Now I turn to the Services. This side of the subject received a certain amount of discussion in another place, and I suggest to the noble Viscount opposite that a good deal of that talk was rather misconceived. I think it was suggested that the Services would be quite well represented, because, by the law of averages or some such law, ex-Service men would be representing other bodies. I am not quite sure about that idea, and I do not think it will work out. What I have in mind is that there should be some link between what is to go on under this Bill and the very important selection procedure which was built up and perfected in the Services during the war, and if I am right in thinking that there is to be a proper link between those branches, I cannot believe that Colonel Blimp will be a suitable person to contribute to this problem. We shall have more to say on this point on Committee stage, and we shall also have to deal with the question of the voluntary organisations—that is, youth organisations which are not part of the local authorities' youth service. Three or four years ago there was a good deal of talk, and rightly so, about partnership in the service of youth, and the fact that the voluntary organisations are not dealt with in this Bill and were not mentioned in the debate, has raised some doubt in my mind as to whether that principle is being carried out in practice. I raise this matter because I think that provision should be made in the First Schedule for representation from both the Services and the voluntary organisations. The number of free places on the committee, however, is restricted to two, because, of the four independents, two are the chairmen of advisory committees; therefore I do not think there is room. I suggest that the Youth Employment Council would be a much stronger body if there were a little more room to get one or two more independent people in, and I make that as a constructive suggestion.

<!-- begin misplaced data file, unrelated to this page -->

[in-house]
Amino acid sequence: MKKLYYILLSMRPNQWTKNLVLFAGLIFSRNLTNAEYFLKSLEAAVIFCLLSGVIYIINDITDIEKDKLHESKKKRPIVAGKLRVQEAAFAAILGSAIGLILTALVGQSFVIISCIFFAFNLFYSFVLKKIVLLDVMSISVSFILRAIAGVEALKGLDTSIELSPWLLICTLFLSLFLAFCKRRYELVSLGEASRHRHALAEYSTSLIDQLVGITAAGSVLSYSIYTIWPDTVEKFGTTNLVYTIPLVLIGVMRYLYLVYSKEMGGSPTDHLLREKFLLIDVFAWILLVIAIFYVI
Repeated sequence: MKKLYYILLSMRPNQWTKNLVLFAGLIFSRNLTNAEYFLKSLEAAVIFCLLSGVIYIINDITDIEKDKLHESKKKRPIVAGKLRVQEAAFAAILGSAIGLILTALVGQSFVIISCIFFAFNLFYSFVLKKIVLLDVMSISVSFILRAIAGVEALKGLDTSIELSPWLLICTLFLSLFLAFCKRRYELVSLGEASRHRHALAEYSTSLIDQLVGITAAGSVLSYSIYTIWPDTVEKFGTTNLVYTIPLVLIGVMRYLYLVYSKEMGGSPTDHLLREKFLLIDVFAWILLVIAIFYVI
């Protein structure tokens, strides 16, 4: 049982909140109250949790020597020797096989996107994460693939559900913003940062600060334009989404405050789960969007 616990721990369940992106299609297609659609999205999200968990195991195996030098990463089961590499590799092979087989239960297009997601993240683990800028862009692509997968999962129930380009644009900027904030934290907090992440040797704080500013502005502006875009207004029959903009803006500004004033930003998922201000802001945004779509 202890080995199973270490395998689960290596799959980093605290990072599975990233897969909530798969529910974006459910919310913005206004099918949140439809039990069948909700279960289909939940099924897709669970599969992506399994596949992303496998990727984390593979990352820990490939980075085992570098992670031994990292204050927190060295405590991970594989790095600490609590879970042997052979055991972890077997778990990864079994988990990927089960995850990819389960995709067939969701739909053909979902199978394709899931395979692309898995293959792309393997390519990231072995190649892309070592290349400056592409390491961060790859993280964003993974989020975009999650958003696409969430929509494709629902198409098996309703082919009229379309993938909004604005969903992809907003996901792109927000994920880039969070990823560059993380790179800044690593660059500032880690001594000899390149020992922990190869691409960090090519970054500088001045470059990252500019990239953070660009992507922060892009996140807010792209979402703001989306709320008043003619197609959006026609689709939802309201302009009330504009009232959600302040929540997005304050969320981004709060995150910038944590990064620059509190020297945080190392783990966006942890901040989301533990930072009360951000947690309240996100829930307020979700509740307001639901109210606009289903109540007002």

May I now return to the subject of the interviews which my noble friend, Lord Iddesleigh, raised just now? It raises the question of how the people who are to operate the youth employment service will be trained. I have some experience of confidential reports in the Army, and I know what frightful results can be produced by the employment of unskilled labour in the preparation of those reports. Unless the people who interview parents and the young people are really skilled at their jobs, the results will be disastrous. We found that in the personnel selection scheme in the Army. On the other hand, if the staff are skilled, the results will be extremely good and very helpful to those concerned. Perhaps at a later stage in the passage of this Bill we might hear a little more about the proposals for training these people, and also a little more about the very interesting pilot scheme which was referred to in another place. After all, these matters of reports and interviews, and so forth, have really "come out in the wash" in the pilot scheme. I think it would be very welcome to noble Lords to hear more about it. I should be horrified if I heard that the pilot scheme had swallowed the enormous camel which my noble friend, Lord Iddesleigh, produced just now. I do not think it has. That point is one which I think might benefit from further discussion at a later stage.